Archive for the 'Movie' Category


Daddy and Papa

Johnny Symons, 2002. Daddy and Papa

Daddy & Papa explores the psychological and social impact of four gay couples who are making a controversial decision that turns out to be the most traditional thing in the world: to parent children. This is now well known that single parenting is a major part of our understanding of “American family.” About 26.2% of all children under 21 living in families have a parent not living at home. But the “average” American still assume a gay couple walking with their child on the street as a straight dad with dad’s buddy hanging out with dad and child. This is not a culture war, but rather a battle of culture versus nurture. Are children raised by same sex (male) parents harmed by not having a mother? Should gay white men be raising African American children? What is the effect of sexual orientation on the children? Symons shows that many of the issues are simply those of parents wanting to raise their children well, and the fact that these parents are gay men is almost irrelevant. Many of the issues discussed could also be applied to single men or women who want to adopt.



Alfred Hitchcock, 1948. Rope

“Most expressions of homosexuality in most of movies are indirect. And what’s interesting about that is of course that is what it was like to express homosexuality in life, that we could only express ourselves indirectly, just as people on the screen could only express themselves indirectly. And the sense in which the characters are in the closet, the movie is in the closet and we are in the closet.”

Richard Dyer



Rainer Werner Fassbinder, 1980. In a Year with 13 Moons

“Every seventh year is a lunar year. Those people whose lives are essentially dominated by their emotions suffer particularly strongly from depressions in these lunar years. The same is also true of years with 13 new moons, albeit not quite so strongly. And if a lunar year also happens to be a year with 13 new moons, the result is often a personal catastrophe.”


Streets of Heaven


Tom Hanks

“Here’s what I know… I would not be standing here if it weren’t for two very important men in my life, two I haven’t spoken with in a while but I had the pleasure of just the other evening – Mr Rawley Farnsworth, who was my high school drama teacher, who taught me ‘Act well the part, there all the glory lies’, and one of my classmates under Mr Farnsworth, Mr John Gilkerson.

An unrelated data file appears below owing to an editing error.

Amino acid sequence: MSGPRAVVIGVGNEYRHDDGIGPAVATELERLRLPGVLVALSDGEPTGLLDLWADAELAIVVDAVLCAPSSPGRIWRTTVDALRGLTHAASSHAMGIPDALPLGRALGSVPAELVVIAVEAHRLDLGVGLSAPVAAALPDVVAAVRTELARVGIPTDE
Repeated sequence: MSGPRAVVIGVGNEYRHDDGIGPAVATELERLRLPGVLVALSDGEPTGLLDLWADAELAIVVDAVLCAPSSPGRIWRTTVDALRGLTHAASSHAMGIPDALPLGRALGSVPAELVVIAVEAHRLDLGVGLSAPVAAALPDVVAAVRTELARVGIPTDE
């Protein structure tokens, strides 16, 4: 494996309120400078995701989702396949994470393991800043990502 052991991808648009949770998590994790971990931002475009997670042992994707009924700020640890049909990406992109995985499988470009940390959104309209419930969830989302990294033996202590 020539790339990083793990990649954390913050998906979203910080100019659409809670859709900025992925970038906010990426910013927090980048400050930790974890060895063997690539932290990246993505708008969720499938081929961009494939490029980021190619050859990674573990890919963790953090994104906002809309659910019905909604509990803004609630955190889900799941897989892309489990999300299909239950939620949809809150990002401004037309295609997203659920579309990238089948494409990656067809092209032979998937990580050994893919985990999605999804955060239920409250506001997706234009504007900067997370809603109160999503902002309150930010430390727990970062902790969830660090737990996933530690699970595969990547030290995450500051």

I mention their names because they are two of the finest gay Americans, two wonderful men that I had the good fortune to be associated with, to fall under their inspiration at such a young age. I wish my babies could have the same sort of teacher, the same sort of friends.

And there lies my dilemma here tonight. I know my work in this case is magnified by the fact that the streets of heaven are too crowded with angels.

We know their names – they number a thousand for each one of the red ribbons that we wear here tonight. They finally rest in the warm embrace of the gracious creator of us all – a healing embrace that cools their fevers, that clears their skin, and allows their eyes to see the simple, self-evident, common-sense truth that is made manifest by the benevolent creator of us all and was written down on paper by wise men, tolerant men, in the city of Philadelphia 200 years ago.

God bless you all, God have mercy on us all, and God bless America”


Accepting the award for best actor for Philadelphia in 1994


Cowardy Custard


Alejandro Amenábar, 2001. The Others. [Nicole Kidman]

Grace: Whoever took the curtains wants to kill my children.
Mrs. Mills: Now, why do you think the daylight would kill them?
Grace: Are you mad? I already told you my children are photosensitive. THE LIGHT WILL KILL THEM.
Mrs. Mills: Yes, but that was before. The condition could have cleared up.


This house is ours

Alejandro Amenábar

“This is a metaphor. This is a journey for Grace and her children towards light and discovery. Brightness is knowledge and in this case the darkness is a metaphor. This woman is blinded by her beliefs and the way she teaches her belief. In the film she begins to open her mind and open to the light.”


The Smouldering

Francisco Bosch

“I started flamenco dancing in Spain, which is considered to be quite a masculine form of dance and I didn’t really think about my sexuality in relation, and how it would affect it. Personally, I didn’t realise I was gay until quite late into my training as a ballet dancer, but I have been lucky to feel that people accept you for what you are and not whom you sleep with.”

"Freedom means freedom for everyone."
July 2018
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